StarCraft II: Wings of Liberty

Multiplayer beta.

So there, right at the top of this invisible pyramid I'm gesturing at, are the guys who play StarCraft competitively. Then there are the guys who are really, amazingly, incredibly good at it. Then there are those who are very, very good at it. Then the ones who are good at it. Then there are the ones who are competent at it.

Below that, somewhere in the giant mass further down this hierarchy, there's a tiny, microscopic dot that is me, and my current howling great lack of skill at StarCraft. Look pretty pathetic, don't I? Yeah, laugh at me, spit on me, say rude things about my mother.

But wait! Below that, there's a yawning expanse of people who are even worse at it. People who just can't click that fast. People who don't play strategy games online. People who don't play strategy games. I know I could, eventually, become at least capable at StarCraft. Those guys, though? It is, as a man once sang to Rambo, a long road.

In its current beta form, StarCraft II isn't what you'd call accessible. It's multiplayer only, with the only available AI so stupefying easy that you'd have a better chance of learning how to be good at this real-time strategy game if you played against a heroin-addled baboon.

That clearly won't be the case in the full, final game, but if you're thinking of dropping 300-odd on a beta key from eBay, know that's what you'll be getting. (People are doing that, you know. This is one of those games where the idea of missing out on several months of practice time is many players' worst nightmare.) There has also been talk that the full version will include a raft of training to help ease relative newcomers into the very precise, entirely unforgiving world of StarCraft II multiplayer.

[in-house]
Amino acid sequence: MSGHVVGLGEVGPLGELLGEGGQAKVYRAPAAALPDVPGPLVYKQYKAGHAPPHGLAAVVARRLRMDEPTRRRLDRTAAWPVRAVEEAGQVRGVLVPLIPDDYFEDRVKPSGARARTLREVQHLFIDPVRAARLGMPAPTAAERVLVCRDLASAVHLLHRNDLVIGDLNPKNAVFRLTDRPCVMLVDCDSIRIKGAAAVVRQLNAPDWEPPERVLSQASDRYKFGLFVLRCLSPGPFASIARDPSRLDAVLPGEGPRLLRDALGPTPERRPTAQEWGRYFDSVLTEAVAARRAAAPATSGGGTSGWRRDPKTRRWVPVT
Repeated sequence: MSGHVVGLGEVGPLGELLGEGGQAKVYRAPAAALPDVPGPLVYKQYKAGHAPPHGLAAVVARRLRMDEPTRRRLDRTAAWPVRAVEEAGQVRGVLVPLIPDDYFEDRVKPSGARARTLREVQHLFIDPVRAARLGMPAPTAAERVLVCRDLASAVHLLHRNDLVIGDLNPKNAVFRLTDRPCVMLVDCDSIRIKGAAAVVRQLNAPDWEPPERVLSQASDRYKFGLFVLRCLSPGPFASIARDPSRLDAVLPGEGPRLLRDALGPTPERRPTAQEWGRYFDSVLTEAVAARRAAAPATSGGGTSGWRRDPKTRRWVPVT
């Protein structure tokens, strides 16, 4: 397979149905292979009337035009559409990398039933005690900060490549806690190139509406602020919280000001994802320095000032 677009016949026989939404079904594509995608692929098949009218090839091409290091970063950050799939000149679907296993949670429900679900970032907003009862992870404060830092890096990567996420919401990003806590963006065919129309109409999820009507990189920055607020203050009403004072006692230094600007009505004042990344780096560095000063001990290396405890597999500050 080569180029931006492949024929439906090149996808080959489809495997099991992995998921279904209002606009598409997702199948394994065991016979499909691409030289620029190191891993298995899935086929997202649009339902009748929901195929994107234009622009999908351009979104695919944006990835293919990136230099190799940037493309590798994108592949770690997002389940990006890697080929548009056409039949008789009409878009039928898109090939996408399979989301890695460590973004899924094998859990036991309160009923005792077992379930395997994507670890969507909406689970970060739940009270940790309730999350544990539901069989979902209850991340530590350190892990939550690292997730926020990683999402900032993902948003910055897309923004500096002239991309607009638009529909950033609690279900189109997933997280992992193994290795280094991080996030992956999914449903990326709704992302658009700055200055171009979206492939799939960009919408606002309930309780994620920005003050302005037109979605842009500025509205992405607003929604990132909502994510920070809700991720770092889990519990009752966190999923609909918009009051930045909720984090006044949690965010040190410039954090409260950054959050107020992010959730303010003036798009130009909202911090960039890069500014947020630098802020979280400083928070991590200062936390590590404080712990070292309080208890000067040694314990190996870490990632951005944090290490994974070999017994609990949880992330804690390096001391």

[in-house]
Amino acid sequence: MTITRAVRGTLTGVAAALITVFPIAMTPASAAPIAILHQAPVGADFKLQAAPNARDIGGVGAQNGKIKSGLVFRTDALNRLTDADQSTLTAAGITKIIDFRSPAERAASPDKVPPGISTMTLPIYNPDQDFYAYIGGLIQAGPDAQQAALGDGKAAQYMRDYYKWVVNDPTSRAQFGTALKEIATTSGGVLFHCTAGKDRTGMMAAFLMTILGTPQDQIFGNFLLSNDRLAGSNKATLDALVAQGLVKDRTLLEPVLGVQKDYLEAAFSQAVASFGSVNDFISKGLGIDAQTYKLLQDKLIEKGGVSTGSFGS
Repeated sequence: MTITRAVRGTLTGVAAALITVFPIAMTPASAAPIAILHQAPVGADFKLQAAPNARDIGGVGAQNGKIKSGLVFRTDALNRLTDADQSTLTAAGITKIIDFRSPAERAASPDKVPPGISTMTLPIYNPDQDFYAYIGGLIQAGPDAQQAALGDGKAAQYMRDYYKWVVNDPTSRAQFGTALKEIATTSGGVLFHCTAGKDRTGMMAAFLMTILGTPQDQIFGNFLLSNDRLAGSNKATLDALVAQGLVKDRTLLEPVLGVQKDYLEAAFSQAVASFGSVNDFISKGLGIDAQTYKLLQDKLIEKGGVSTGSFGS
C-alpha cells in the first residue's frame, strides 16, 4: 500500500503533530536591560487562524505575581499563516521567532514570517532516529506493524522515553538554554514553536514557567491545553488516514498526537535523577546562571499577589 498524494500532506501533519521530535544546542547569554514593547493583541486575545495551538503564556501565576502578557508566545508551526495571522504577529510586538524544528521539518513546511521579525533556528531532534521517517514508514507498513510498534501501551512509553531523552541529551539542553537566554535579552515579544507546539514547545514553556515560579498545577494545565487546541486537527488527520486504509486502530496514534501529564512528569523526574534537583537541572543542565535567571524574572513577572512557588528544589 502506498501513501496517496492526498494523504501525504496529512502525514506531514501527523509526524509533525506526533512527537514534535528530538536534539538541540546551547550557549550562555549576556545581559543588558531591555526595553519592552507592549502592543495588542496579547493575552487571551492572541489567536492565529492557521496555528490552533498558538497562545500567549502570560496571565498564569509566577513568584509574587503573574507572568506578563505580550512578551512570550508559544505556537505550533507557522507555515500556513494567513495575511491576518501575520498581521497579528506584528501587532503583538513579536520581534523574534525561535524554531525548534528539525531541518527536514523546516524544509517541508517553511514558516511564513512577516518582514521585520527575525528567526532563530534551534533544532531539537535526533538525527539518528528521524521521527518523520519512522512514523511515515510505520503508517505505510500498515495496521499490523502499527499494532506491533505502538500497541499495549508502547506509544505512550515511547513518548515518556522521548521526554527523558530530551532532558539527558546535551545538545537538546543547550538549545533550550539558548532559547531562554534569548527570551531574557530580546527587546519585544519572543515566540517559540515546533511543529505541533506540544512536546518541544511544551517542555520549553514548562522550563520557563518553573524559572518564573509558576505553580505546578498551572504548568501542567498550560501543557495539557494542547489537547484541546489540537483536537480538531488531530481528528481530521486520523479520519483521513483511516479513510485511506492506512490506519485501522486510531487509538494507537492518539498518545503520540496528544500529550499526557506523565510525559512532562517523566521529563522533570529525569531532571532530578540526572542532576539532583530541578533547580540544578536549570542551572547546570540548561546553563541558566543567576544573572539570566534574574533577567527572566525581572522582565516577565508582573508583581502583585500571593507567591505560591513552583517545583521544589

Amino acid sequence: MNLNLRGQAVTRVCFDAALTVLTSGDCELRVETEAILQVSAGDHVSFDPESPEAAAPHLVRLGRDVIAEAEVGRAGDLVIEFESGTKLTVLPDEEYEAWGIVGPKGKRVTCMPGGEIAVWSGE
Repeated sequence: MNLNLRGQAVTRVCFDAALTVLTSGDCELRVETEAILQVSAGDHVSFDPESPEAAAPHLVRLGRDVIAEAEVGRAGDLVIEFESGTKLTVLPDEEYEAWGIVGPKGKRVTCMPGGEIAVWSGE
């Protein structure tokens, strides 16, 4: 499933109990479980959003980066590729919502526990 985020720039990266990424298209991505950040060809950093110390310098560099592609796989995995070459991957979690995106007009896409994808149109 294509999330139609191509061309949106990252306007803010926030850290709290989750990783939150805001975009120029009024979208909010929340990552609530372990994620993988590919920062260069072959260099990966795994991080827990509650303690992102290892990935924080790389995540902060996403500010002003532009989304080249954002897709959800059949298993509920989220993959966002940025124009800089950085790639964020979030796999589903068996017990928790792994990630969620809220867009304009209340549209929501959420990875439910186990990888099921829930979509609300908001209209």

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The Terran Ghosts can drop a dirty little nuke onto the enemy base, if you can stealth 'em close enough. This = upsetting.

Even in its current, go-online-and-get-instawhipped beta form, you can tell there's a brewing helpfulness. The lobby/social networking system of the revised Battle.net, which is built into SCII's bones, is an unbelievably slick construct of information, friend profiles and auto-downloading maps as and when you need them.

Blizzard's money, experience and perfectionism have built a robust, beefy online gaming shell that, I don't doubt, every other bugger will soon be aping. It's quite clear it will eventually be filled with resources to ease the traumatic passage from absolute beginner to approximate understanding.

Phew, frankly. That's probably the only hope for rank newcomers, apart from a particularly bloody-minded select few breaking into the game. If you've not played much StarCraft online before, you really don't know what you're in for, even if you've played a ton of other strategy games.

Most of all, if you've looked at any of the released videos and screenshots of StarCraft II and thought, "I know exactly what that's going to be like," you're wrong. Yes, it's an entirely traditional RTS - you build your base and your army, and then you go box the ears of the other guy. In practice, though, it's exhausting brain-athletics.

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